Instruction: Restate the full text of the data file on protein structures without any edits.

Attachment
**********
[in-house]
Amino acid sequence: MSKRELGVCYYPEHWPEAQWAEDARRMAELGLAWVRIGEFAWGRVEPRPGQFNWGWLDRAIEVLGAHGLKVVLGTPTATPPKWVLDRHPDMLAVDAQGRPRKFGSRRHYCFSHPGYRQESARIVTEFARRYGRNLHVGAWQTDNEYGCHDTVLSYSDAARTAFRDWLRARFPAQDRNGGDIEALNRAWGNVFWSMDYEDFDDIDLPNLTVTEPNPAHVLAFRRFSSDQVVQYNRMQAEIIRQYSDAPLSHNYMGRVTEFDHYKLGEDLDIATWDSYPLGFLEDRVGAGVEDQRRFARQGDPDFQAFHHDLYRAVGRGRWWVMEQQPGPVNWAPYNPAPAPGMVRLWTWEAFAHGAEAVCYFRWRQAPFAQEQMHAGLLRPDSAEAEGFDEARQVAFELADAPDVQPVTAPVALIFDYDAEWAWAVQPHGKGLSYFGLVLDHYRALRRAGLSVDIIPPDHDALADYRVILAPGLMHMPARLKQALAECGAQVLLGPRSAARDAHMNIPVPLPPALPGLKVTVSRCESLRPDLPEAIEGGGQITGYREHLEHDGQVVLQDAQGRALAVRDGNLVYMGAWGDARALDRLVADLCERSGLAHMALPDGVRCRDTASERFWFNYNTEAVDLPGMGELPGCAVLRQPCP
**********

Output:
[in-house]
Amino acid sequence: MSKRELGVCYYPEHWPEAQWAEDARRMAELGLAWVRIGEFAWGRVEPRPGQFNWGWLDRAIEVLGAHGLKVVLGTPTATPPKWVLDRHPDMLAVDAQGRPRKFGSRRHYCFSHPGYRQESARIVTEFARRYGRNLHVGAWQTDNEYGCHDTVLSYSDAARTAFRDWLRARFPAQDRNGGDIEALNRAWGNVFWSMDYEDFDDIDLPNLTVTEPNPAHVLAFRRFSSDQVVQYNRMQAEIIRQYSDAPLSHNYMGRVTEFDHYKLGEDLDIATWDSYPLGFLEDRVGAGVEDQRRFARQGDPDFQAFHHDLYRAVGRGRWWVMEQQPGPVNWAPYNPAPAPGMVRLWTWEAFAHGAEAVCYFRWRQAPFAQEQMHAGLLRPDSAEAEGFDEARQVAFELADAPDVQPVTAPVALIFDYDAEWAWAVQPHGKGLSYFGLVLDHYRALRRAGLSVDIIPPDHDALADYRVILAPGLMHMPARLKQALAECGAQVLLGPRSAARDAHMNIPVPLPPALPGLKVTVSRCESLRPDLPEAIEGGGQITGYREHLEHDGQVVLQDAQGRALAVRDGNLVYMGAWGDARALDRLVADLCERSGLAHMALPDGVRCRDTASERFWFNYNTEAVDLPGMGELPGCAVLRQPCP